Back in the cradle days of personal computing, the only program most people had was Lotus 1-2-3. So they used it for everything—from writing letters to drawing pictures. (Yes, you can draw things using just cell borders!)

Now there are specialized apps for just about every task, but most of us have a favorite “Swiss Army Knife” tool. And once you start expanding the use of PowerPoint beyond making presentations, there are a surprising number of handy ways to use it every day.

Here are three ideas for using PowerPoint beyond your everyday presentation:


Send screenshots to PPT for on-the-fly scrapbooks and galleries. Snagit (another great all-purpose tool) combines neatly with PowerPoint. Grab anything from the screen as you work or surf and send it straight to a PowerPoint presentation from Snagit, with one click. Very useful for keeping a record of versions as you’re working on an illustration, for example—you can just flip through the PPT without opening past versions.

I also use it to scrapbook project emails, create a quick gallery when I want to collect examples without downloading every item I see, etc. It even makes a great daily diary!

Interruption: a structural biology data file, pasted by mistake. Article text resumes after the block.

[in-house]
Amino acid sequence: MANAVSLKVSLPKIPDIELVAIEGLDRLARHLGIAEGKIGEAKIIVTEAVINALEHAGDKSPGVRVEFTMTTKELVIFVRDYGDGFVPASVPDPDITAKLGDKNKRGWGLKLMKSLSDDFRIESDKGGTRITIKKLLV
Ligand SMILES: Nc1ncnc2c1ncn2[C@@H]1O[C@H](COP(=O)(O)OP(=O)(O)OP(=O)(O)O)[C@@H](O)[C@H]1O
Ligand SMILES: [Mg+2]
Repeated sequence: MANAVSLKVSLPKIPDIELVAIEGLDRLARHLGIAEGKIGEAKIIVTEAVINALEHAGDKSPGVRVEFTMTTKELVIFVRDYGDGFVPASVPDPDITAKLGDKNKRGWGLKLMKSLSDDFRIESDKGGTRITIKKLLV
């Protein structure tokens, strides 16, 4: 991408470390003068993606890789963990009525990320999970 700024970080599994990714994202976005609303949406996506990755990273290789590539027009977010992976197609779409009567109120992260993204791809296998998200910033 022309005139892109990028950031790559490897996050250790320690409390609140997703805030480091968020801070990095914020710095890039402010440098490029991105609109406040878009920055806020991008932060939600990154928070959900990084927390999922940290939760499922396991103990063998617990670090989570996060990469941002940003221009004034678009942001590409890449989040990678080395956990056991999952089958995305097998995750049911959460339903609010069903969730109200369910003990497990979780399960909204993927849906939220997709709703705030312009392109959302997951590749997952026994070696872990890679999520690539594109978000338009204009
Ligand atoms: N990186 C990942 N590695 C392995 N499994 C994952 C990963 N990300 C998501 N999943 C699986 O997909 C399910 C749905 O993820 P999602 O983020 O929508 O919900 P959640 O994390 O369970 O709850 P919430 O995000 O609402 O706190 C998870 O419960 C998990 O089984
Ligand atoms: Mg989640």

Use with Word to easily create a training doc or user manual. Nope, you don’t have to struggle with Word to produce a quick and polished document, complete with illustrations and instructions. Just snag the screenshots into PowerPoint, one per slide. Type the instructions into the Notes pane. Choose Office, Publish, Create handouts in Microsoft Word. A nicely formatted document will open with all the content in place. You can edit the document if you wish: formatting text, adding headers and footers, etc.


Build an illustration really fast.
If you are blindingly quick in Illustrator or Photoshop, this trick may not interest you. But for the rest of us, PPT makes a neat tool for speedy graphics. Just put whatever you want on a slide (shapes, pictures, text, etc.), drag around to arrange, layer the objects using Arrange, Order Objects, and stick them together using Arrange, Group Object. Voila. Then right-click on the result and choose “Save as picture” to convert this creation into a .jpg or other format. It’s a good idea to open and optimize the .jpg in a picture editor, but generally I have had no problems with these quickie pix.


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